The CEO went first, as usual, and stepped before the Lord. Jesus put His hand on his shoulder and said to him, “My son, you have done well with your life. I gave you intelligence and opportunity. You worked hard and you took advantage of all that I set before you. You accomplished much. But son, all that you built must remain behind. Your homes and cars, your company and clubs were good, but they are not a part of my kingdom. The university that you loved and served refused to honor me and it will burn up and be destroyed. Your money is not needed here. My son, you labored long and hard, but unwisely. You have gained the good, but missed the best.”

The janitor stood humbly nearby, fearful and in awe. If a CEO could receive no commendation from the Lord, what could a mere janitor expect? His eyes were cast down and tears covered his cheeks when Jesus put His hands on the janitor’s shoulders.

“Son, lift your eyes.” The janitor looked into the face of the Lord he loved. The smile on Jesus’ face caused a thrill to leap through the janitor’s heart and in astonishment he heard Jesus say: “Turn around, son, and tell me what you see.”

With the Lord’s strong arm around his shoulders, the janitor turned. To his amazement, he saw crowds of jubilant people coming toward him. Their expressions reflected a pure love and joy that he had never seen.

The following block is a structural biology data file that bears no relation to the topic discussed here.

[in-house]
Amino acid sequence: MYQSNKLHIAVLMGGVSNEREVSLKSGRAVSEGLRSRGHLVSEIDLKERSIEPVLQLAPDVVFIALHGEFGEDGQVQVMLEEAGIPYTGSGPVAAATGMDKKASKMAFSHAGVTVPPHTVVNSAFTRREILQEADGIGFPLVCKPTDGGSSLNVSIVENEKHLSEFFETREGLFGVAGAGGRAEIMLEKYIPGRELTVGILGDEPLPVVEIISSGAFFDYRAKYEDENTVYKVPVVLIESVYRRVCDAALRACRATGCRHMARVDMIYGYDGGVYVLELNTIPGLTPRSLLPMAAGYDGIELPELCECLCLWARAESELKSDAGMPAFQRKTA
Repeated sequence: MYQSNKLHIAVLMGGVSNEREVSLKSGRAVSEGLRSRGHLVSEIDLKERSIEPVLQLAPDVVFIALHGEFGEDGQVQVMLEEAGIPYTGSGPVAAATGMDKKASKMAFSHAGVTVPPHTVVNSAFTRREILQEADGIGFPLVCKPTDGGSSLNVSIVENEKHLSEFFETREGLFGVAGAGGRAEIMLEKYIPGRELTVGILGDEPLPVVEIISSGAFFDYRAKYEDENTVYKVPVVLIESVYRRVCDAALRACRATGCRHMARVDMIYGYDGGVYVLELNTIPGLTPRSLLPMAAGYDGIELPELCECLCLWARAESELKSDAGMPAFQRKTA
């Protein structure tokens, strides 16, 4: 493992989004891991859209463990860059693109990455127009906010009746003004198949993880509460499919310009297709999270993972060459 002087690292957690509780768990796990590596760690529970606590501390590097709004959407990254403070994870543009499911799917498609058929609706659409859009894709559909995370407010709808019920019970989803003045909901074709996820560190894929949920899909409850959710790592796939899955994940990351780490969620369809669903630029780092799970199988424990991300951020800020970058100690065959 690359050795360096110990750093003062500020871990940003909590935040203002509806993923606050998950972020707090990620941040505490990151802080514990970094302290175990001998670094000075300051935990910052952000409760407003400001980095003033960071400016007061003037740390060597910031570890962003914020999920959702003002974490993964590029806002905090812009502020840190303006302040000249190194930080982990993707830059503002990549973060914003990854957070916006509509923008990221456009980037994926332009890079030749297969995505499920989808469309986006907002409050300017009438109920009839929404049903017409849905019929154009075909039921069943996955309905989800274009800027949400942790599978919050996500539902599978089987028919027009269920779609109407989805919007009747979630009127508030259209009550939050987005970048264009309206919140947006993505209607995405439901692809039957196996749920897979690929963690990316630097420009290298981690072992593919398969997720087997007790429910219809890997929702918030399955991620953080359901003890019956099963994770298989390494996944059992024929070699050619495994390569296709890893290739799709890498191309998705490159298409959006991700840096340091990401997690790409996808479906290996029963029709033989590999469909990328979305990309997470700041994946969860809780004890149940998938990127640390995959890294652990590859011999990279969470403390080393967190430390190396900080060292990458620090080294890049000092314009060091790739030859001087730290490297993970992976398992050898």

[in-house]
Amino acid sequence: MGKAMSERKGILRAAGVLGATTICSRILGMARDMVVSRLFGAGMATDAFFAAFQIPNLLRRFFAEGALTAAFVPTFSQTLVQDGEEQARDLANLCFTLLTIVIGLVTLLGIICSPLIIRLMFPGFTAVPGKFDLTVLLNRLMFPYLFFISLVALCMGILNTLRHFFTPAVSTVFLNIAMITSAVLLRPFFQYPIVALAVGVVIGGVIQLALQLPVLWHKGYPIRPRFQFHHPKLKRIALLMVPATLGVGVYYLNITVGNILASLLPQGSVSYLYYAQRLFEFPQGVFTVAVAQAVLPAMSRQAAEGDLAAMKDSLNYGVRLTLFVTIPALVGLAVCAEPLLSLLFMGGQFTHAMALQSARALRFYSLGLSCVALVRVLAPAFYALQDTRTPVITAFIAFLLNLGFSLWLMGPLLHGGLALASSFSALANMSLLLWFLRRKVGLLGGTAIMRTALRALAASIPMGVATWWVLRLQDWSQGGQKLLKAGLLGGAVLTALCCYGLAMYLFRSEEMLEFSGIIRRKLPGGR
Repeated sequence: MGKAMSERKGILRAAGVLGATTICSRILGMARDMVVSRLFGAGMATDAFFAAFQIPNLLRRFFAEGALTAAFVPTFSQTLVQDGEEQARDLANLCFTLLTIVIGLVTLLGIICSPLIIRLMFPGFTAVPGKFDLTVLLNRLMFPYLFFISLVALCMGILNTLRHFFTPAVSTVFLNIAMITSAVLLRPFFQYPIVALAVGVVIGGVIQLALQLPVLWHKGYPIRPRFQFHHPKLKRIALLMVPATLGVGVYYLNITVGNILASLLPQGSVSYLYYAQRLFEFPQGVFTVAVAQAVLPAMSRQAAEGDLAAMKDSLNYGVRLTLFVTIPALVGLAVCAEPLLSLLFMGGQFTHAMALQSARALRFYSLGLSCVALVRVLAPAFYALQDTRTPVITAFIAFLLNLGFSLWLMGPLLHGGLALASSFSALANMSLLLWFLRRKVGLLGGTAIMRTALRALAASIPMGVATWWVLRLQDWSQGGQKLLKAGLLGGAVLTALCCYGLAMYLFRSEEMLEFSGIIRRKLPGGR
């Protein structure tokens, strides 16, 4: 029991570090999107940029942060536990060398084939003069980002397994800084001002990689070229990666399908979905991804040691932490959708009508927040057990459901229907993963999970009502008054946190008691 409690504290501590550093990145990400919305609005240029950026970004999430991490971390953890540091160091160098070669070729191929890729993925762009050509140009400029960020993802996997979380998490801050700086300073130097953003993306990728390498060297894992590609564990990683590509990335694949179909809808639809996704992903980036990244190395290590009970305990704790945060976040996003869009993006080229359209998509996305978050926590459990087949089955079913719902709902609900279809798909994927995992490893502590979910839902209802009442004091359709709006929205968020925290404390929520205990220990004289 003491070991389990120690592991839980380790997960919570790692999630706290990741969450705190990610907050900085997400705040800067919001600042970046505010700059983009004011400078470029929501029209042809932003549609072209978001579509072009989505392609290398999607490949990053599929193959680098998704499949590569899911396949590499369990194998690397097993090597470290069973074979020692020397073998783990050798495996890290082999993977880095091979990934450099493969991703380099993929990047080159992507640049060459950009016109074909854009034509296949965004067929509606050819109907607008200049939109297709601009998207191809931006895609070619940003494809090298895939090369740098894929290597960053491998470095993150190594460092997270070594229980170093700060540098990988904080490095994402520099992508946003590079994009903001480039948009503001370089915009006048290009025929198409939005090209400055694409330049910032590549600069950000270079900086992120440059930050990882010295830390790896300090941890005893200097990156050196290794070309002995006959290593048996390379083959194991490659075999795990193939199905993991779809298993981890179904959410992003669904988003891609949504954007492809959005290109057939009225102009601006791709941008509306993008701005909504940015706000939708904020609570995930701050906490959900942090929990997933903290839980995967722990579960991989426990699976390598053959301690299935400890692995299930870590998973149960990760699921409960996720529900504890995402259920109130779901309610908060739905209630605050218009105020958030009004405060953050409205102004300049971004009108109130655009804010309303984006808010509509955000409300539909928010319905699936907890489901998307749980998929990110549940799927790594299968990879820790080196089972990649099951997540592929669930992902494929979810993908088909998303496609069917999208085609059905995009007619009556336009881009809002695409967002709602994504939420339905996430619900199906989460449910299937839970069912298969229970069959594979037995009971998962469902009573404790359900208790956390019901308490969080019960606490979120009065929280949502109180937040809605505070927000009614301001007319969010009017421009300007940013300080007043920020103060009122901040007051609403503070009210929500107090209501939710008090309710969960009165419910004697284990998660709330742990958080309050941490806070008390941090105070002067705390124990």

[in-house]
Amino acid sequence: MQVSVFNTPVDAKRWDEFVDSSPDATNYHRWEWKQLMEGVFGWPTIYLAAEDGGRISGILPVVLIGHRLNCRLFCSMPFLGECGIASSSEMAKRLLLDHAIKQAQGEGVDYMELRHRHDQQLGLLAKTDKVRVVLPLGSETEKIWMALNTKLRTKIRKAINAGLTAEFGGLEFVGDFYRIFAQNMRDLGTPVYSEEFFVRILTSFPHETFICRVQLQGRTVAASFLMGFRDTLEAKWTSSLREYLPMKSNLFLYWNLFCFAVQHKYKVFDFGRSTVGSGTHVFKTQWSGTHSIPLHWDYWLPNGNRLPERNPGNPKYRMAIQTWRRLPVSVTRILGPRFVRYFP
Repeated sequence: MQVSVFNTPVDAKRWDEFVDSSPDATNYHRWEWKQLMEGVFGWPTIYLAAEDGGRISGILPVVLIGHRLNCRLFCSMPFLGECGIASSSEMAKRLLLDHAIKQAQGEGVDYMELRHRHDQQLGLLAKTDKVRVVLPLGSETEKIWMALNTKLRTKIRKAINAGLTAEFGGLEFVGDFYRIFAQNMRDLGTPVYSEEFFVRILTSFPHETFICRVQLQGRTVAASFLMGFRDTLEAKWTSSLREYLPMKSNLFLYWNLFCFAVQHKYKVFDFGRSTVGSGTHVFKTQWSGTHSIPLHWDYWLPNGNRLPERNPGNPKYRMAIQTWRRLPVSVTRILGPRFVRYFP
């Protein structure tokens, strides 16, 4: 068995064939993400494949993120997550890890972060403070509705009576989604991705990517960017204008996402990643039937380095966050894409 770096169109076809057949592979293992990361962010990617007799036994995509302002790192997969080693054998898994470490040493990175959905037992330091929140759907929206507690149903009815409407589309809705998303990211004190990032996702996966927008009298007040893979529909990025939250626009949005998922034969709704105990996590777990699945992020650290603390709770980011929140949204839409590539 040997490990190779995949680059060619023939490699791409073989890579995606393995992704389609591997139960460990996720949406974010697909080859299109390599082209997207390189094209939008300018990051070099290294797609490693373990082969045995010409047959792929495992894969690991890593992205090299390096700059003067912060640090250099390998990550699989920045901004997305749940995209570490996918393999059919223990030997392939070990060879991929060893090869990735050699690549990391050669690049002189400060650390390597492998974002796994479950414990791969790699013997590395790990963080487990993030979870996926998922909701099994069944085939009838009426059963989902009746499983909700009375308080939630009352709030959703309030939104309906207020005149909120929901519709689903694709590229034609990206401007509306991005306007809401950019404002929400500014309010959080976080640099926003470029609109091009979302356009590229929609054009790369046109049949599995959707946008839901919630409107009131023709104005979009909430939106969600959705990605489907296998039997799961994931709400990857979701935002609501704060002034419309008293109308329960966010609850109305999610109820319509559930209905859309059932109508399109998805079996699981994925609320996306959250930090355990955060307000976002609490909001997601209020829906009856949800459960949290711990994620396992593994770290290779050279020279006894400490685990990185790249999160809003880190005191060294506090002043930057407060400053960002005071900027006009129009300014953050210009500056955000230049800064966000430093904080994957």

He turned to Jesus and said, “Lord, I recognize only a few. Who are the others?”

Jesus said, “Those you recognize are the ones you told of my love. The others are those they told. They are here now to thank you. Enter into the joy prepared for you from the foundations of the world.”

Nearby, angels sang “Glory to God and to the Lamb” as the janitor was reunited with his friends and stepped into paradise.

You see, both men had opportunities, just as you and I do. One built a fortune here, the other, there. One fortune was temporary, the other, eternal. Both were the result of choices. Which fortune are you pursuing?

PATRICK LAI and his family have worked in SE Asia for over 37 years. His experience in doing business with Jesus has brought him to understand the meaning of work and worship in the marketplace. He started 14 businesses in four countries, six of which are still operating. Patrick and his wife, May, mentor and coach businesspeople working where there are few or no Christians. Check out Patrick’s latest book, Workship, now available in paperback and e-book.